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Scientology branded as celebrity cult
May 30, 2008 12:00am
Alphia Possamai-Inesedy

I RECENTLY realised that I knew the name of Madonna's daughter. I certainly don't seek out celebrity information; in fact, I tend to actively avoid it. Yet, as if by osmosis, there it was: Lourdes.

The same seems to apply to most people's initial perception of Scientology. It's likely the majority of us know that Tom Cruise is a member, as are John Travolta and Kate Ceberano. Many of us recently may have seen that James Packer has left the church. But what do we really know about the church and how has our perception of this controversial group been shaped?

Scientology receives widespread media attention, due almost entirely to its celebrity connections, and this explains our familiarity towards it. This mediated form of acquaintance with them is often combined with a deep sense of suspicion, and for some outright animosity.

This is nothing new. New Religious Movements (NRMs) are usually faced with such suspicion. Especially when referred to as a "cult", as is often the case with Scientology. This highly derogatory term is often employed by media as well as anti-cult movements. Its use as a label lumps all religious movements together as though they were a single entity the sins of one become the sins of all. This is problematic when considering the diversity of new religions as well as the public's knowledge of cults knowledge that largely centres around groups which have promoted mass suicides.

The collective voice of Scientology claims it is a target of religious persecution. Groups like Anonymous are active protesters against its practices. Anonymous has a dominant presence on the internet through websites and chat systems. The spread of information via the internet as well as its organised worldwide demonstrations have helped shape our understanding and perceptions of the group. Its most recent Australian based activity was the protest in Brisbane, taking to the streets waving placards and wearing Guy Fawkes masks.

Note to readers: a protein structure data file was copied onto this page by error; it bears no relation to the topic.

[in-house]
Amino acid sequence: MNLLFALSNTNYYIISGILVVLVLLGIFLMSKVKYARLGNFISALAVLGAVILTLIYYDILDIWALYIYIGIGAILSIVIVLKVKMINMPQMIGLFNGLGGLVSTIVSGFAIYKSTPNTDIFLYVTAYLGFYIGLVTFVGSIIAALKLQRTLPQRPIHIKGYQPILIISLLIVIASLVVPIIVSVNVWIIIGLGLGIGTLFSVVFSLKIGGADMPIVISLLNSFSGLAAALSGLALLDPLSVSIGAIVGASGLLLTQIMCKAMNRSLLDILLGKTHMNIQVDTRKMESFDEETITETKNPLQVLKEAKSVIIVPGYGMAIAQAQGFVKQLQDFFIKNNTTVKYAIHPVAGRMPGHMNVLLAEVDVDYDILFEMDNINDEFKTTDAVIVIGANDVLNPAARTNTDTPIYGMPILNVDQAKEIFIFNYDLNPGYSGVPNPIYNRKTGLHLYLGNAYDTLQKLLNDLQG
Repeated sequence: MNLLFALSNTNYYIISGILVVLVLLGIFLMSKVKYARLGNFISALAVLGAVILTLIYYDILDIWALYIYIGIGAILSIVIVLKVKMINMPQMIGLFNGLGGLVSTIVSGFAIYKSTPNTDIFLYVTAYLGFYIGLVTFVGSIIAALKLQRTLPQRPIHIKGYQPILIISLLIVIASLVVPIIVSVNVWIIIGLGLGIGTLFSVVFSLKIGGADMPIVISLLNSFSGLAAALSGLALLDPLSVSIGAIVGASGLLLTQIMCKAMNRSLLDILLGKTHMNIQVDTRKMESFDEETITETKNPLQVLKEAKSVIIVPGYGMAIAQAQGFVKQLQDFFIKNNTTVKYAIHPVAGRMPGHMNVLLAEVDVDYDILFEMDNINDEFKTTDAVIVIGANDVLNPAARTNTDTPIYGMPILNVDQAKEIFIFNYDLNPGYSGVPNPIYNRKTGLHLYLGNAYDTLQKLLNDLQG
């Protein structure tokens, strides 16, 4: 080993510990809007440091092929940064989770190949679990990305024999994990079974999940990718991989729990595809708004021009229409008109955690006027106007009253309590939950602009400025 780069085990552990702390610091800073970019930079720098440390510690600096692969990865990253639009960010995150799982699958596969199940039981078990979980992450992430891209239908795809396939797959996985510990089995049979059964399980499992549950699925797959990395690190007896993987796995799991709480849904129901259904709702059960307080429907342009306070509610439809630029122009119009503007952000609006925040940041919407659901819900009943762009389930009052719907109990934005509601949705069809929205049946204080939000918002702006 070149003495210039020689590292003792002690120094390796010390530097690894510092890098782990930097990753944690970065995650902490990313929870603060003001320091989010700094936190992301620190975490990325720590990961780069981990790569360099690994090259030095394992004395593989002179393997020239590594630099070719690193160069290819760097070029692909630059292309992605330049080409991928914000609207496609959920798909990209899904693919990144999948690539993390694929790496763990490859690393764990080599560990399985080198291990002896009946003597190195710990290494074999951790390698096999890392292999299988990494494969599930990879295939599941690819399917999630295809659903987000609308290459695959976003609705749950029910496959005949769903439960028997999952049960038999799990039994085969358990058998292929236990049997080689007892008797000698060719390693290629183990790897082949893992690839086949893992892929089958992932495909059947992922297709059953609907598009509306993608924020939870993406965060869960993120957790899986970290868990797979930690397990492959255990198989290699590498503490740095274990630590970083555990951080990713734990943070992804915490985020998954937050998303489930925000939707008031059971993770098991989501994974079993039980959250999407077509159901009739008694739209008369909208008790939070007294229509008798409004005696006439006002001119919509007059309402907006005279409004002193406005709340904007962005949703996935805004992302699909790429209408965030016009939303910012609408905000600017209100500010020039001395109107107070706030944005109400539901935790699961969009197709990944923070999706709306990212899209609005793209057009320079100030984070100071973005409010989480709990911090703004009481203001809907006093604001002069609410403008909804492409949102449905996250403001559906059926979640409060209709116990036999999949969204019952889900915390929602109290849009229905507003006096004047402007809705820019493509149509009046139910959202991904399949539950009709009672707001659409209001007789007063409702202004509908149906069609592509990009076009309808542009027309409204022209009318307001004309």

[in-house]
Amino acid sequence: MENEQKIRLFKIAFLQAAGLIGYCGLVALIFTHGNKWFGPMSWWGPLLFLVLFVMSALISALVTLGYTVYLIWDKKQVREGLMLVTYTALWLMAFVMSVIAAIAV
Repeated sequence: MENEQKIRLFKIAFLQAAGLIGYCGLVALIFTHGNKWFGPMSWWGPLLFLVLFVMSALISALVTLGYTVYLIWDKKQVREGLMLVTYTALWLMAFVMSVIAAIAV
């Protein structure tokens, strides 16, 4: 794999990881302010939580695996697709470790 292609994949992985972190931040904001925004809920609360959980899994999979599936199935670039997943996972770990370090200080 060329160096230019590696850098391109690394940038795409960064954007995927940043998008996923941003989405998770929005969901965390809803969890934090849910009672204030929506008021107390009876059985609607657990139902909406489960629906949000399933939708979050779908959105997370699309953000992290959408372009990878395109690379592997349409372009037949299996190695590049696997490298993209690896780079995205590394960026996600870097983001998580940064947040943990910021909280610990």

The group is protesting against what it claims is a threat to free speech. The church has at various times been accused of stifling free speech through the closure of internet sites. Legal action over the now infamous South Park episode also drew criticism.

As part of the increasing diversification of religious groups over the years, many religious movements have found a niche in Australia. Yet, the Australian "fair go" attitude does not seem to apply to all religious groups, including Scientology, with the same intensity. If we look at basic information about the group, this is difficult to understand.

The group arrived in Australia in 1957 and became recognised as a religious denomination in 1973. This transnational movement is involved with numerous outreach activities. Volunteers have been involved with matters ranging from protecting the environment to human rights activities. It is a movement based on the idea of development of self and its individualistic approach certainly reflects wider society values. The membership has a stronger than average representation within professional occupations.